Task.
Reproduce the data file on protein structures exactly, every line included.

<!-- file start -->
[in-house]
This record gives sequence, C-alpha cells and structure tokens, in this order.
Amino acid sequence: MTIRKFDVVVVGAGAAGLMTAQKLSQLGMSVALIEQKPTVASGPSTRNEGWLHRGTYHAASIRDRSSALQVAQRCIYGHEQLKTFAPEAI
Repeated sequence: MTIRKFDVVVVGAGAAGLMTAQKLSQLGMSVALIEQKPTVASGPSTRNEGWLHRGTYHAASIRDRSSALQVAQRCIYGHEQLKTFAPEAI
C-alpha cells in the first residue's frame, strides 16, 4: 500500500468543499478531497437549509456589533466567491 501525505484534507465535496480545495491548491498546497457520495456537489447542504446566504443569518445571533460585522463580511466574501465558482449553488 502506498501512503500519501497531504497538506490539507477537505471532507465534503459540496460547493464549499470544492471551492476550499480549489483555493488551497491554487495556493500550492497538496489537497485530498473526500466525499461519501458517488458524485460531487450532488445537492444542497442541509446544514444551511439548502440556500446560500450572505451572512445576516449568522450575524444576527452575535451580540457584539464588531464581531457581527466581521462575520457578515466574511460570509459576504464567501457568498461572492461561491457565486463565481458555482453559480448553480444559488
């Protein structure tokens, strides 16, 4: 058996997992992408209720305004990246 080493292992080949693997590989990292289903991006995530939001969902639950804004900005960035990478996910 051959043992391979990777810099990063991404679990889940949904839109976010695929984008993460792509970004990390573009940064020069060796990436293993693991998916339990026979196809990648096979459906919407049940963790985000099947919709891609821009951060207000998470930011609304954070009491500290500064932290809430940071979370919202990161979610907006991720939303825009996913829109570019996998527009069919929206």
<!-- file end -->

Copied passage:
[in-house]
This record gives sequence, C-alpha cells and structure tokens, in this order.
Amino acid sequence: MTIRKFDVVVVGAGAAGLMTAQKLSQLGMSVALIEQKPTVASGPSTRNEGWLHRGTYHAASIRDRSSALQVAQRCIYGHEQLKTFAPEAI
Repeated sequence: MTIRKFDVVVVGAGAAGLMTAQKLSQLGMSVALIEQKPTVASGPSTRNEGWLHRGTYHAASIRDRSSALQVAQRCIYGHEQLKTFAPEAI
C-alpha cells in the first residue's frame, strides 16, 4: 500500500468543499478531497437549509456589533466567491 501525505484534507465535496480545495491548491498546497457520495456537489447542504446566504443569518445571533460585522463580511466574501465558482449553488 502506498501512503500519501497531504497538506490539507477537505471532507465534503459540496460547493464549499470544492471551492476550499480549489483555493488551497491554487495556493500550492497538496489537497485530498473526500466525499461519501458517488458524485460531487450532488445537492444542497442541509446544514444551511439548502440556500446560500450572505451572512445576516449568522450575524444576527452575535451580540457584539464588531464581531457581527466581521462575520457578515466574511460570509459576504464567501457568498461572492461561491457565486463565481458555482453559480448553480444559488
């Protein structure tokens, strides 16, 4: 058996997992992408209720305004990246 080493292992080949693997590989990292289903991006995530939001969902639950804004900005960035990478996910 051959043992391979990777810099990063991404679990889940949904839109976010695929984008993460792509970004990390573009940064020069060796990436293993693991998916339990026979196809990648096979459906919407049940963790985000099947919709891609821009951060207000998470930011609304954070009491500290500064932290809430940071979370919202990161979610907006991720939303825009996913829109570019996998527009069919929206």